There’s something ironic about this pandemic we are in. The social isolation people are now experiencing is an exceedingly small fraction of the isolation black people walk through every single day. We shelter in place mentally and physically. Each day we feel isolated by our experiences. We hurt, we are castigated, we are not being heard but are told to be silent by the forces that continue to take us out of this world.
Yesterday my son and I were in the kitchen having a conversation when, in my suburban home, an unfamiliar sound pierced through the walls of my brick house. We looked at each other wondering if the kids were up from their naps but quickly realized the sound was coming from outside. A white man was in an altercation with our white female neighbor which resulted in the police being called. From our vantage point standing in my front yard, we witnessed a cop PEACEFULLY talking to my neighbor. No arrests or deaths, just cordial conversation, and a parting of ways. My neighbors were kept alive and last night they slept well with their families. After viewing the exchange between the police and my neighbors, I ushered my adult black children back into my home, not wanting to give anyone a reason to accuse us of a crime that could ultimately result in our lives being taken. This may sound rather dramatic, but it is our sad reality. I’m sick of it, tired of it and repulsed by it!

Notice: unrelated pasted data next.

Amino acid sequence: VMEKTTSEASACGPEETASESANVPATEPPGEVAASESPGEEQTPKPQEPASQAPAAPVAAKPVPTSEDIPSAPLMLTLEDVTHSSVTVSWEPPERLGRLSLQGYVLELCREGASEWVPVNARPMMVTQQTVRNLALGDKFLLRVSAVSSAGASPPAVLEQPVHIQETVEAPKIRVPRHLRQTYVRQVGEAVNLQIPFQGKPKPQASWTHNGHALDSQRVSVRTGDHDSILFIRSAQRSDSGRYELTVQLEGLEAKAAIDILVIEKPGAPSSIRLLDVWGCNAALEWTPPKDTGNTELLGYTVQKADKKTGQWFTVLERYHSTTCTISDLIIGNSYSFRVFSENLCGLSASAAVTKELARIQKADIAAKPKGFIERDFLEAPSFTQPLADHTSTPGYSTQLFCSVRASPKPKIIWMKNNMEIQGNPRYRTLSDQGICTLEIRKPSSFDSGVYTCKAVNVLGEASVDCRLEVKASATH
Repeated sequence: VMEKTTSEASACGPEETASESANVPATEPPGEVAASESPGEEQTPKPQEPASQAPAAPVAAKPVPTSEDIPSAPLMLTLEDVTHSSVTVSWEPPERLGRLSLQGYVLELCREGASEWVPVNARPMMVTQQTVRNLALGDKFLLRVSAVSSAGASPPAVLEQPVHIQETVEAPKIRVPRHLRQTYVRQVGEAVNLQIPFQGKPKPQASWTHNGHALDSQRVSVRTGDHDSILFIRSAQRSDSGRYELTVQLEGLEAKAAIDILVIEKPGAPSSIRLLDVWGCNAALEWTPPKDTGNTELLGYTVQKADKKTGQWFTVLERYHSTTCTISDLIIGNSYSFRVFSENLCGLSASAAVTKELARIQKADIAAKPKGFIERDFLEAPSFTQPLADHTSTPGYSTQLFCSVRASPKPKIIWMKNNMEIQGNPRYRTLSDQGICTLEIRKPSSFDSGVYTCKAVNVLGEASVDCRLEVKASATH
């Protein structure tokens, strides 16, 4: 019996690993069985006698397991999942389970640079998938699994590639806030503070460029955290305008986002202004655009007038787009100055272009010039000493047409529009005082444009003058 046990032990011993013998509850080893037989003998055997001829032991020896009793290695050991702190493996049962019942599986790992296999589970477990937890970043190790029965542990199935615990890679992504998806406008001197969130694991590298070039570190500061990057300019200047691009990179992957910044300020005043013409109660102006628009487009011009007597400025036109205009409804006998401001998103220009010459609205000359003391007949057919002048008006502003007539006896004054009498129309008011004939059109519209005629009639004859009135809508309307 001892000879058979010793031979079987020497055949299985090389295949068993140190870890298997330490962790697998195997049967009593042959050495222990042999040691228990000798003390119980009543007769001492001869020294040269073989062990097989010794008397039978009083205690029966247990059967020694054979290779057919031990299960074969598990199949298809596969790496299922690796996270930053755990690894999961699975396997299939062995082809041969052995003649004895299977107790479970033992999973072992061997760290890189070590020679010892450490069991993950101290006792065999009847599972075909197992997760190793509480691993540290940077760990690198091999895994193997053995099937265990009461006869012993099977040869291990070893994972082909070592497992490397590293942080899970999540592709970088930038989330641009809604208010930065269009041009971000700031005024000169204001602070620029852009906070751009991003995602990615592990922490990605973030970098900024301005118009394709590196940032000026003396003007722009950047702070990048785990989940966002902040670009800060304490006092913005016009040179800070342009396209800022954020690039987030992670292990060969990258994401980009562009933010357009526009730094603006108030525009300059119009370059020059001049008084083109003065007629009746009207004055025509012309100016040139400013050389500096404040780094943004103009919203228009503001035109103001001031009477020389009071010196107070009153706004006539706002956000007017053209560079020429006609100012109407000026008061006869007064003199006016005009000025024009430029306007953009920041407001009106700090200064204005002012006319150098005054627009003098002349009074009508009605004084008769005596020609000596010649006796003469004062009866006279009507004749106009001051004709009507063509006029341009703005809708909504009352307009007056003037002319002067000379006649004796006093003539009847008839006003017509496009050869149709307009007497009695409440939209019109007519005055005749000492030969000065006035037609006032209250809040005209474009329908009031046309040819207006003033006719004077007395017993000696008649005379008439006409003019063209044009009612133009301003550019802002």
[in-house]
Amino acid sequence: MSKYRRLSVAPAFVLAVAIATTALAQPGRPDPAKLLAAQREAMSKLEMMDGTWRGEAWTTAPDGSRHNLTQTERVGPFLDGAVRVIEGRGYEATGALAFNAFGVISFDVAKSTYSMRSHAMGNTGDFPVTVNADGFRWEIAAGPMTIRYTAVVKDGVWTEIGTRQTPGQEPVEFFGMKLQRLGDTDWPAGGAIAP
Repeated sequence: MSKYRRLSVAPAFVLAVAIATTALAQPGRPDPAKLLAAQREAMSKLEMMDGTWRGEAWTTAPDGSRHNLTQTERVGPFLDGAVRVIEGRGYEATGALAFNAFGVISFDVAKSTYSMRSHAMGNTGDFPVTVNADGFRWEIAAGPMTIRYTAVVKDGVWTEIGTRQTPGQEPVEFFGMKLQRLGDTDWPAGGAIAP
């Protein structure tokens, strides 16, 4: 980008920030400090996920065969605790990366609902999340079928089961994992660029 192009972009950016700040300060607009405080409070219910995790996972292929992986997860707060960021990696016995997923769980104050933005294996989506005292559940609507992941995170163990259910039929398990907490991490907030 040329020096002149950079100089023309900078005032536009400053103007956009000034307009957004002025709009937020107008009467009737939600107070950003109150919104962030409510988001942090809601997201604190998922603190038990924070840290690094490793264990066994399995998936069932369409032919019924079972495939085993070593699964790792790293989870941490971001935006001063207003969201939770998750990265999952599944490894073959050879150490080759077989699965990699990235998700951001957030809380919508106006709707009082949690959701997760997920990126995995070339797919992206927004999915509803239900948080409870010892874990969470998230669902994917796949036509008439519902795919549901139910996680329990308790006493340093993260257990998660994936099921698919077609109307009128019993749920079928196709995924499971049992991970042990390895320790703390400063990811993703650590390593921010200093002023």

Police brutality and militarized tactics resulting in the murder of people of color goes unpunished. Only God will vindicate us. The system has failed us time after time. When Black lives are systemically devalued by society, our outrage justifiably insists that attention be focused on Black lives.
Our faith’s teachings tell us that each person is created in the image of God (Genesis 1:27) which means we have value and worth. Juxtaposing this with our current client, I must ask, “do black lives really matter?” This is an obvious truth based on scripture, but this has not been the experience for many black people. It has us crying out to God even more, with pounding hearts and uncontrollable tears. We’re left wondering, like his Son on the cross, “My God, My God, why has thou forsaken me?”
Jesus felt forsaken in that moment of anguishing pain. He did no wrong against the ones who crucified him. He cried out for help from His daddy, just as we are crying out for justice for our murdered brothers and sisters!
Jesus models for us how God loves justly and how his disciples can love publicly in a world of inequality. I’m choosing to love those who hate me and my black brothers and sisters. I’m angry, I’m hurt, and I’m broken.
My God, my God, please vindicate us.